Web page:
As you can see, it works similar to a filter. But on practice, your data can be much bigger - with numbers you may need to calculate.

Example 2

Suppose I'm doing a little research and keep track of the weekend box office for the newest movies in theaters:
Weekend box office of the latest movies.
I use QUERY to remove duplicates and count the total sum of money earned per movie for all weekends. I also alphabetize them by genre:

=QUERY(B1:D, "select B,C, SUM(D) group by B,C")
Use QUERY to remove duplicates and consolidate rows.

Note. For the group by command, you must enumerate all columns after select, otherwise, the formula won't work.

To sort the records by movie instead, I can simply change the order of columns for the group by:

=QUERY(B1:D, "select B,C, SUM(D) group by C,B")

Example 3

Let's assume you successfully run a bookstore and you keep track of all books that are in stock all over your branches. The list goes up to a thousand books:
Books in store.

  • Due to the hype over the Harry Potter series, you decide to check how many books you have written by J.K. Rowling:

    =QUERY('Copy of In stock'!A1:D,"select A,B,C,D where A='Rowling'")
    All books written by J.K. Rowling you have available.

  • You decide to go further and keep only the Harry Potter series omitting other tales:

    =QUERY('In stock'!A1:D,"select A,B,C,D where (A='Rowling' and C contains 'Harry Potter')")
    All Harry Potter books you have.

  • Using the QUERY function, you can also count all these books:

    =QUERY('In stock'!A1:D,"select A,B, sum(D) where (A='Rowling' and C contains 'Harry Potter') group by A,B")
    Merge duplicates based on condition and calculate values.

I guess for now you've got an idea of how the QUERY function "removes duplicates". Though it's an available-to-all option, for me it's more like a roundabout way of combining Google Sheets duplicate rows.

What's more, until you learn the queries it uses and rules of applying them, the function won't be much of a help.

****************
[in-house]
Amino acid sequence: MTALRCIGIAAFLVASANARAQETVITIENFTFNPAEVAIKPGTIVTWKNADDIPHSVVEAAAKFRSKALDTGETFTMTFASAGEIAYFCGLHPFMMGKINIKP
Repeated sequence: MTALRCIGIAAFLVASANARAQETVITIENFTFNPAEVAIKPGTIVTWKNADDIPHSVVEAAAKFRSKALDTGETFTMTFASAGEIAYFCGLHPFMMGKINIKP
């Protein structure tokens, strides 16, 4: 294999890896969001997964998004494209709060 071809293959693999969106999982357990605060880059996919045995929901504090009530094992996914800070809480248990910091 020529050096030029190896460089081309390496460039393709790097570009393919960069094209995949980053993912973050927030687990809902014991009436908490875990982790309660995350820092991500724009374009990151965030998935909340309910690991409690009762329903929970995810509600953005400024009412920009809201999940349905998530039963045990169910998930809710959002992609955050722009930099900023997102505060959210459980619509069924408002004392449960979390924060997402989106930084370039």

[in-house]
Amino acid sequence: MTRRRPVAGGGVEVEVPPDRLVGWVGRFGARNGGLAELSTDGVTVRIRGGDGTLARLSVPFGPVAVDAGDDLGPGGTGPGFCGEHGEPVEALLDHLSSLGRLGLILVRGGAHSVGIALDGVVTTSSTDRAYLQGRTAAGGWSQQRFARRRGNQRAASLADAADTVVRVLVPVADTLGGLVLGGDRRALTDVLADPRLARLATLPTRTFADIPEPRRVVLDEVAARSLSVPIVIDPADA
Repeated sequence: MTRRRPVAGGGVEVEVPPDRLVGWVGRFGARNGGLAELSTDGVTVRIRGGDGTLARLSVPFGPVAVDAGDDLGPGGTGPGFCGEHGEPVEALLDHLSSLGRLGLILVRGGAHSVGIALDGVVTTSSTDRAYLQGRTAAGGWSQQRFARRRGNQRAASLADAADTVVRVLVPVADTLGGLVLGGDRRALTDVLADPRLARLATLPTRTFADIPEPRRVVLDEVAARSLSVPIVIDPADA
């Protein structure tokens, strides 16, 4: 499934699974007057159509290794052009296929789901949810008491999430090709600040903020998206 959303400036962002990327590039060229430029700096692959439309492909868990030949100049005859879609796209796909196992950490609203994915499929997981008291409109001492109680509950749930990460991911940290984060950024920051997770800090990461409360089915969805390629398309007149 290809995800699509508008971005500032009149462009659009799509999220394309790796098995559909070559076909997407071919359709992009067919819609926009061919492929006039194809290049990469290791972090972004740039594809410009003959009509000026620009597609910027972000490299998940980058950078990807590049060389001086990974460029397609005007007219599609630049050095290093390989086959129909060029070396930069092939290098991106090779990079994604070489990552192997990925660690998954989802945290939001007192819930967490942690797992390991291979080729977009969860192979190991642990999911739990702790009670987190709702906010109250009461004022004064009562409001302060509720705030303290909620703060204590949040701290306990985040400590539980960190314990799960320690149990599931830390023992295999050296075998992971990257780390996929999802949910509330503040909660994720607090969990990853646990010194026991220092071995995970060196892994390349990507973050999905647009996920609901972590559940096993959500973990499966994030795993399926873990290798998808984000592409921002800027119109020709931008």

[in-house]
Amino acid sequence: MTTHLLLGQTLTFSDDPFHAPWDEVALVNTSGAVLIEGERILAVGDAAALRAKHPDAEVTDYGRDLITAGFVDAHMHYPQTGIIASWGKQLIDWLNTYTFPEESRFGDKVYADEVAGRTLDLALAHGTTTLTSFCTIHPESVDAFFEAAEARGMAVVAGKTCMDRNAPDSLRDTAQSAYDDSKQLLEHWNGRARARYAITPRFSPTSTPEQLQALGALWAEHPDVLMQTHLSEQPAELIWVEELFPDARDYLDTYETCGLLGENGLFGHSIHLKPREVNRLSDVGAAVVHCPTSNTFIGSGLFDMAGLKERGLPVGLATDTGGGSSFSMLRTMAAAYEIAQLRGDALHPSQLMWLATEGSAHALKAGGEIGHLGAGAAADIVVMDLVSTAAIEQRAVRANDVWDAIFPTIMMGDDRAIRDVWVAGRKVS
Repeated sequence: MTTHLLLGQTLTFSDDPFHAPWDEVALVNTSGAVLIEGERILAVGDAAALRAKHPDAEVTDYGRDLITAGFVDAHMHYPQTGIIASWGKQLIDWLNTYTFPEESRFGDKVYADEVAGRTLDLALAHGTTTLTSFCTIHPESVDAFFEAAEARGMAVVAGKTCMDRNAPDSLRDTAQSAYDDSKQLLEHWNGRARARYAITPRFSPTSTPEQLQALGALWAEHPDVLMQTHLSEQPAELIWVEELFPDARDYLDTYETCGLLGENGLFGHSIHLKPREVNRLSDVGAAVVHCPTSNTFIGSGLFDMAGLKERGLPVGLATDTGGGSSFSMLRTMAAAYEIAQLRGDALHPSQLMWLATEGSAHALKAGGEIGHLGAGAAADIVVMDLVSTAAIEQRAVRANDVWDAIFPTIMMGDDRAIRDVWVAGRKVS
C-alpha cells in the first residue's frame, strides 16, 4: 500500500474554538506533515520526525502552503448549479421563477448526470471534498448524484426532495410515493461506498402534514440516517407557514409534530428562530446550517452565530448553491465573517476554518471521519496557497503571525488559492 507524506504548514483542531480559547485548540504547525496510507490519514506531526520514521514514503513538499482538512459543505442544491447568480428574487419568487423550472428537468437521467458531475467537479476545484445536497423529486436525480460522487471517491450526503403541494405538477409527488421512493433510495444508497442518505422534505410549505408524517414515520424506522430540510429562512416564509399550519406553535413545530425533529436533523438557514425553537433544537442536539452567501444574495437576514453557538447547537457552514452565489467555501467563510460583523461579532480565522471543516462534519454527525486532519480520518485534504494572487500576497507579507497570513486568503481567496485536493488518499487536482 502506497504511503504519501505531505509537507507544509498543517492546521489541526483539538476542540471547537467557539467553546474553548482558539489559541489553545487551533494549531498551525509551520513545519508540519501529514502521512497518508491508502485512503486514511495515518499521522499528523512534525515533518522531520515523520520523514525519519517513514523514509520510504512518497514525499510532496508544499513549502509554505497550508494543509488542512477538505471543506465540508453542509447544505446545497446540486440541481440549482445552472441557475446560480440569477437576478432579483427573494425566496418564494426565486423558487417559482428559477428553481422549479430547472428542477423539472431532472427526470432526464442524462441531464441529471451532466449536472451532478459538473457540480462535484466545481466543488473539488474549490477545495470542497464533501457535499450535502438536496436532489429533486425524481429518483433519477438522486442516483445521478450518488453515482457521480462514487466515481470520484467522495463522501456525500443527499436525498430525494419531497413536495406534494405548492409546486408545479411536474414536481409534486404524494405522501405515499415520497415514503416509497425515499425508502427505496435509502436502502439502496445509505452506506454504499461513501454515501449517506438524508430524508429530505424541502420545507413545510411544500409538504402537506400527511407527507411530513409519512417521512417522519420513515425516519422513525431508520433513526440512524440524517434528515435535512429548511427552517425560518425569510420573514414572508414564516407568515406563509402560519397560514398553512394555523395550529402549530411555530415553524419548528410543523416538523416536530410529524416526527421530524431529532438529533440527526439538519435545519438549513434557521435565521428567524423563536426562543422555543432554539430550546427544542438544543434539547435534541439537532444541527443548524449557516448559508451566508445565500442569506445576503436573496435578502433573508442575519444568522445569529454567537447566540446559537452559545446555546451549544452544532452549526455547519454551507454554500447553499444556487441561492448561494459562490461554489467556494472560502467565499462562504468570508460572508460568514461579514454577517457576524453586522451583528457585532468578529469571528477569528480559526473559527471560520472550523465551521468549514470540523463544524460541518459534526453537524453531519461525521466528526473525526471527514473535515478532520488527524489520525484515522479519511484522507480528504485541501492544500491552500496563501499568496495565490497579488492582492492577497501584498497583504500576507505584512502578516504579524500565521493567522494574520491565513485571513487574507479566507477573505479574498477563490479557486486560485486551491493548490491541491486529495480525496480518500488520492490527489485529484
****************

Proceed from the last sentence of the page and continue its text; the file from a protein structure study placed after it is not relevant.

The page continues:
The fastest way to combine duplicate rows

When you give up all hope to find a simple solution to combine multiple rows based on duplicates, our add-on for Google Sheets makes a great entrance. :)

Combine Duplicate Rows scans a column with repeated records, merges corresponding values from other columns separating them with delimiters, and consolidates numbers. All at the same time and in a matter of a few mouse clicks!

Remember my list of books in store with a few hundred rows? Let's see how the tool will manage it.

Tip. Since the utility is part of Power Tools, please install it first and go directly to Merge & Combine group:
Merge & Combine group in Power Tools.
Then click the add-on icon to open it:
Combine rows add-on.
  1. Once the add-on is running, select the range where you want to combine duplicate rows:
    Select the range with your data.
  2. Choose those columns that contain repeated values. In my case, they are Last Name and First Name:
    Choose key columns with duplicate records.
  3. The next step lets you decide on the following:
    • columns with values you will bring together
    • ways to combine those records: merge or calculate
    • delimiter for the text you want to merge
    • function for numbers to calculate

    For me, I'd like to have all books belonging to one author brought to one cell and separated by break lines. If any titles repeat themselves, the add-on will show them only once.

    As for the quantity, I'm okay with totaling all books per author. The numbers for duplicate titles, if there are any, will be added together.
    Choose columns with the values to merge.

  4. Upon adjusting all settings, click Finish. The add-on will do the work and show the message with everything processed in a few seconds:
    Combine Rows result.

The tool has combined duplicate rows in my list of books. Here's a part of how my data looks now:
Data combined from multiple rows into one row based on column value.

Tip. Have a quick look at how I used the add-on:
Combine duplicate rows with the add-on for Google Sheets.

I truly encourage you to get to know the tool and its options better, for Google Sheets is "dark and full of terrors" if you know what I mean ;)